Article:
When we first began practicing Sabbath, we weren't sure what to do about technology: TV, video games, social media and the like. We started out by putting a limit on those activities without banning them outright. Each of the kids received a coin that they could spend whenever they wanted on 30 minutes of screen time, which was usually watching a TV show. Now that the kids are more into MineCraft, Wii and (in Caroline's case) emailing and texting friends, we've expanded that to two 30 minute blocks. But with Robert and me both working from home this particular summer, we needed something a little more robust. We need the kids to be more self-directed--we can't be monitoring who's doing what and for how long. Besides, the girls are reading more and more books on tablets--who wants to keep track of whether they're reading or watching Netflix?
Enter the Momentum Optimization Project, in which kids can have unlimited screen time, AFTER they have completed ALL the items on a list written by the parents.
Here's the philosophy behind it:
As a freelancer who makes her own hours, I’ve learned a few things about personal momentum. I’m a morning person, and my peak productive time is before 10:00am. If I start my day by sitting at the desk at, say, 5:00am, and digging in on actual work, I’ll keep going all day. If I start the day by, say, cleaning the kitchen or folding laundry or phaffing about on the interwebs, I’m in trouble. And if, God forbid, I sit on the couch and flip on The Today Show, all bets are off; I’m not moving until bedtime. I think of it as Newton’s Law of Personal Momentum, for I am an object that will either stay at rest or stay in motion, based on where I am at 5:30 am.
My kids are the same way. And because they are youth existing in the 20teens, they are drawn like moths to glowing rectangular screens as soon as they wake up, and given their druthers, would spend the entire day glued to the Interwebs, killing zombies or mining diamonds or whatever. I know all the reasons why that’s a bad idea, but since my kids are growing up, I don’t feel like it should be up to me to find ways to entertain them. At ten and thirteen years old, they should be figuring out what to do with their own time themselves.
We were in Dallas over the weekend, so our MOP began in earnest yesterday. Yesterday's list included:
- tidying rooms
- reading for 30 minutes
- vacuuming basement (James)
- changing sheets on the top bunk (Margaret)
- washing and folding one load of laundry (Caroline)
We also took a trip to the library so each kid would have an arsenal of books.
It went pretty well. With morning swim practice, the MOP doesn't really begin in earnest until 10:30 or 11, making the day more compressed. But I could have given them slightly more to do. So today's list includes a few of the same things, plus:
- 45 minutes of reading instead of 30
- emptying the dishwasher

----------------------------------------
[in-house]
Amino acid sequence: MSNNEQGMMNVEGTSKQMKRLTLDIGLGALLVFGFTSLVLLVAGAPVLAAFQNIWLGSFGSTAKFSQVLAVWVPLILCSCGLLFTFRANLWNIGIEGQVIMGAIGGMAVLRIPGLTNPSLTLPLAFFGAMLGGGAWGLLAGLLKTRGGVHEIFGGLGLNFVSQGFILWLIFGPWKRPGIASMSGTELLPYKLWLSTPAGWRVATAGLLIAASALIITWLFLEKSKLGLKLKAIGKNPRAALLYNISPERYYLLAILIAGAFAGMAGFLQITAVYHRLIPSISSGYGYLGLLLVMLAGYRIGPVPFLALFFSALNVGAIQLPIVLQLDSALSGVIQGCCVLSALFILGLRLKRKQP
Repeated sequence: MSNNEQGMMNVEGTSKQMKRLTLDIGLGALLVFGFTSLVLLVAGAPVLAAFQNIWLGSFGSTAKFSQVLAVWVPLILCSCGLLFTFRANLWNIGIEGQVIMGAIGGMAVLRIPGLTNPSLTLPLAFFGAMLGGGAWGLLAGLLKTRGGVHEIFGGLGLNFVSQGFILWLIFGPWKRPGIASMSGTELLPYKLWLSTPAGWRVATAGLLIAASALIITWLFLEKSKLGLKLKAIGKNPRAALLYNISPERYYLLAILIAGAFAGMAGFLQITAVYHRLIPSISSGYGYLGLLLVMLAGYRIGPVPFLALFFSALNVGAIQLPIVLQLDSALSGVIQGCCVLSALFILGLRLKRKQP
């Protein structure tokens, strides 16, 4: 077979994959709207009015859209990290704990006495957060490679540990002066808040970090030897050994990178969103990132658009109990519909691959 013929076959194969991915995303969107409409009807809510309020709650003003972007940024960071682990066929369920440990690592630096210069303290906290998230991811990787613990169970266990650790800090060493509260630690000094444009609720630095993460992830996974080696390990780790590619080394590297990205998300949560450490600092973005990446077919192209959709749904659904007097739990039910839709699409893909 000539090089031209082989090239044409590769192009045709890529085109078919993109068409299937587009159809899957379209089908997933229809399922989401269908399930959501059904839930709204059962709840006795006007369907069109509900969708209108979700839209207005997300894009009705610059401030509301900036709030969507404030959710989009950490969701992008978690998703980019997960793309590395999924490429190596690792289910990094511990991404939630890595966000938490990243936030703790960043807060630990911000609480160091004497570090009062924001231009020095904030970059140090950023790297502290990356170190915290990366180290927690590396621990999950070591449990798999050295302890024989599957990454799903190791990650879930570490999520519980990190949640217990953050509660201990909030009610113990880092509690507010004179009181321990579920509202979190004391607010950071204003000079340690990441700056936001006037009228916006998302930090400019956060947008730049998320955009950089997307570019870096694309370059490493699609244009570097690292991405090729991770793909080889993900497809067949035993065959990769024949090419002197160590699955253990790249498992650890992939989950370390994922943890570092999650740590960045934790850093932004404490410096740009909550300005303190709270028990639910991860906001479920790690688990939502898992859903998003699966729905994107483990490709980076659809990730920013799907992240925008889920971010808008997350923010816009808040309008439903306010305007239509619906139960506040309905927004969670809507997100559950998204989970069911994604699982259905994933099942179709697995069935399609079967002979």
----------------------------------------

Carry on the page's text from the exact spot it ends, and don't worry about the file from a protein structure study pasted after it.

- going through the books in their rooms and sorting them into "keep" and "giveaway" piles. (We're moving at the end of the summer, so I expect each day's list will include some decluttering task.)
- doing something creative for at least 30 minutes, e.g. playing music, doing art, Legos, or cooking.
The underlying benefit of the MOP is oftentimes you get immersed in an activity and forget all about screen time. That seems less likely to happen with James, who loooooves his video games, so I need to be mindful of that when I compile his list. But yesterday Margaret ended up inviting a friend over and didn't have much screen time at all. And Caroline is currently making muffins, which will end up taking longer than 30 minutes.
[pause writing for a quick trip to the grocery store--we were out of eggs. While there I picked up ingredients for Margaret's "something creative." Both recipes will be linked below.]
The challenge for the "something creative," clearly, is that I need to make sure they have adequate supplies. Plus they are full of questions. James wanted to know if he could use the old boxes in the garage to make a tunnel. Caroline wasn't sure which dish to use to melt the butter in the microwave. I'm encouraging them to try to solve the problems themselves first, then ask me if they get stuck.
I'll report back as the summer goes on, but so far, so good. They are definitely having more screen time than they would with two 30-minute tokens, but I can't imagine it's more than I had at that age. I did all the standard childhood-summer-in-the-1970s stuff--swimming pool, playing outside, but I also watched an epic amount of TV. (The above image is from I Dream of Jeannie, which was an indispensable part of my summers, along with Bewitched, My Three Sons, Leave It to Beaver, and of course, The Brady Bunch. And somehow I am not ruined. And the great thing about the MOP is it's a hybrid of self-direction and parental guidance.
And I get some folded laundry out of the deal.
Margaret's "something creative": Creamy Orange Popsicles
Caroline's "something creative": Brown Sugar Muffins